The graph of the PI-controlledY(t)is plotted in Figure A.2(c). The system is unstable since the Routh-Hurwitz stability conditions are not all satisfied [1] -GivenKp=2, the stability conditions onKiare


PID-stabilization policy: For a PID-stabilization policy, the consumption equation is


whereKddenotes the derivative correction factor. The dynamic equation of the model is a linear fourth order ODE inY


Takingc=3/4,v=3/5,α=4,β=1,λ=2,Kp=Ki=2,Kd=.55,u=1, the fourth order ODE nYis

with the initial conditionsY(0)=0,Y˙(0)=4,Y¨(0)=12,Y(3)(0)=2.4. The solution (fort0) is


Figure 23.

Stabilization policies over a 3-6 years period: (a) no stabilization policy, (b) P-stabilization policy, (c) PI-stabilization policy, (d) PID-stabilization policy

The graph of the PID-controlledY(t)is plotted in Figure A.2(d). The system is stable since the Routh-Hurwitz stability conditions are all satisfied [1] -GivenKp=Ki=2, the stability conditions onKdareKd3.92andKd.07. The curve Figure A.2(a) without stabilization policy shows the response of the activityYto the unit initial decrease of demand. The acceleration coefficient (v=.8) generates explosive fluctuations [1] -.The proportional tuning corrects the level of production but not the oscillations. The oscillations grow worse by the integral tuning. The combined PI-stabilization [1] - renders the system unstable. The additional derivative stabilization is then introduced and the combined PID-policy stabilizes the system.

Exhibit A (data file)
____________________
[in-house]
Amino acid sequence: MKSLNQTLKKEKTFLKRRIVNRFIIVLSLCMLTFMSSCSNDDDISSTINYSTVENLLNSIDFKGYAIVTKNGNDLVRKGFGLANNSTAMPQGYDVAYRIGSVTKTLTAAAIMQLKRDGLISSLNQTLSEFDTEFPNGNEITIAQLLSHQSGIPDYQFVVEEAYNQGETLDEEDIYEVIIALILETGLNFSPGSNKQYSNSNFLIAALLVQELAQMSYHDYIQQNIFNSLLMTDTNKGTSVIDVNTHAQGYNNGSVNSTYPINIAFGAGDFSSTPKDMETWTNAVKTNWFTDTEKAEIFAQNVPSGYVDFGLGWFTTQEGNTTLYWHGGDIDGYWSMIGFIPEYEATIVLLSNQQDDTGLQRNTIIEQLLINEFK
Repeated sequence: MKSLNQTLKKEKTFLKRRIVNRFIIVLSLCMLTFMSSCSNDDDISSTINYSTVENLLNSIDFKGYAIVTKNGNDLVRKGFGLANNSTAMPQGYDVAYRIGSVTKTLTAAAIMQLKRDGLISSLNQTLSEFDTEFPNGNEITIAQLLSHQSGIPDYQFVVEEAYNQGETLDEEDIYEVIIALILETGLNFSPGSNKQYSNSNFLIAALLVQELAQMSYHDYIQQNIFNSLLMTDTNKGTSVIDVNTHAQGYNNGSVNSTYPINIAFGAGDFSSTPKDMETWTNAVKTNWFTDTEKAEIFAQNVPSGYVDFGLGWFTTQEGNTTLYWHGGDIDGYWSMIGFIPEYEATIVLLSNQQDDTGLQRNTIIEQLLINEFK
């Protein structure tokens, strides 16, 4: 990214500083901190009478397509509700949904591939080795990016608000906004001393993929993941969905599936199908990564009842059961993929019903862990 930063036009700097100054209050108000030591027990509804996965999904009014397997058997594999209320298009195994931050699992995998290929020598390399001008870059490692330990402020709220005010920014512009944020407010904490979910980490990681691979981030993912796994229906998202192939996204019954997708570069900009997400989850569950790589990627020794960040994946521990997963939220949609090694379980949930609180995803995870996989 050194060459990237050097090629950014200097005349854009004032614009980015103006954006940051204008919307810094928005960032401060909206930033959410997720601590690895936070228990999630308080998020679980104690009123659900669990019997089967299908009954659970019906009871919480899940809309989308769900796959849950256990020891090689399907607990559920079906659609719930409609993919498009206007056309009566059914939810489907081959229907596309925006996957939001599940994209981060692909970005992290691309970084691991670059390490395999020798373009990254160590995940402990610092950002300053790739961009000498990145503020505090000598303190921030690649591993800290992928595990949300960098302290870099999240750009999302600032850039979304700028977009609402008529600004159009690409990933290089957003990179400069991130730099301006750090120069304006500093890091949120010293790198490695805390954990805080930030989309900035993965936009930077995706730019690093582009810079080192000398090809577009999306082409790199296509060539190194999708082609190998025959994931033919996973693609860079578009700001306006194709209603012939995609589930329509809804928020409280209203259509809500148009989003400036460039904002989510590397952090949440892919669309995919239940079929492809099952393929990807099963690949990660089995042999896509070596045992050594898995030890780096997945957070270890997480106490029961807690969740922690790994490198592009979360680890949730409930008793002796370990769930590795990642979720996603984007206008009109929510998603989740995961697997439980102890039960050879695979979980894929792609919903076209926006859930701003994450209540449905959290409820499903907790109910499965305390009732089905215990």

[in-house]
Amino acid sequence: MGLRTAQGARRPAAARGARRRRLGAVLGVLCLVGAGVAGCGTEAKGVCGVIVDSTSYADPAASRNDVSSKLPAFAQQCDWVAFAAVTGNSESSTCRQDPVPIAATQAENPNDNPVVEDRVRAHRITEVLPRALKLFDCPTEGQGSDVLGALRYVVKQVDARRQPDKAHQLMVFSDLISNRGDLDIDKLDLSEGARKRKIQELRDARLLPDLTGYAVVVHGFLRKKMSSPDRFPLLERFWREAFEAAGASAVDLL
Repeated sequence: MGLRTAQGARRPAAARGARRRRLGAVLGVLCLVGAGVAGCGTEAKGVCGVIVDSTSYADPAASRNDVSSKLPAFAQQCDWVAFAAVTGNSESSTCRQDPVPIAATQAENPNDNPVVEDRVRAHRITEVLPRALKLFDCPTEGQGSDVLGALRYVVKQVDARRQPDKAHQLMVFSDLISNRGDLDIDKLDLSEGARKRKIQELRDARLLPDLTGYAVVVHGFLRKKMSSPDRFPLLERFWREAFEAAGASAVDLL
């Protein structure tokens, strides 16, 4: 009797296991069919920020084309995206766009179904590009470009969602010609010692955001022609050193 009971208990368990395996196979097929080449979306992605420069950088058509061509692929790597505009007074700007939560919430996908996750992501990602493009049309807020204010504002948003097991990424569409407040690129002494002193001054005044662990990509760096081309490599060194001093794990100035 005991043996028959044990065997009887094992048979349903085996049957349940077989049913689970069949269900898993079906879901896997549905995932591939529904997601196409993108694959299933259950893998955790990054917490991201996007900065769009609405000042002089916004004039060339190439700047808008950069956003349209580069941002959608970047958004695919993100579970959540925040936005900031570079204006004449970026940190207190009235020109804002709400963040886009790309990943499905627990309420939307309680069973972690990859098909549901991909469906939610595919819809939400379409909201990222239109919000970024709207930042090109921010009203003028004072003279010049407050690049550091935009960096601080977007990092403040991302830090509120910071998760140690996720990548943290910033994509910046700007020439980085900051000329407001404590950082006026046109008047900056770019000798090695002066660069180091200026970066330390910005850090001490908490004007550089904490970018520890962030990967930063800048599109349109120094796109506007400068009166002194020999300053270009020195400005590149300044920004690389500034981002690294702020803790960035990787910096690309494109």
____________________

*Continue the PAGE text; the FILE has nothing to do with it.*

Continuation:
• Any higher order system has an equivalent augmented first-order system, as shown in 2.1.2 . Let a second-order system be the matrix equation
  • The deviations are about some desired and constant objectives such that and .
  • The stabilization rule may be considered of the proportional-derivative type [Turnovsky, 1977] rewriting as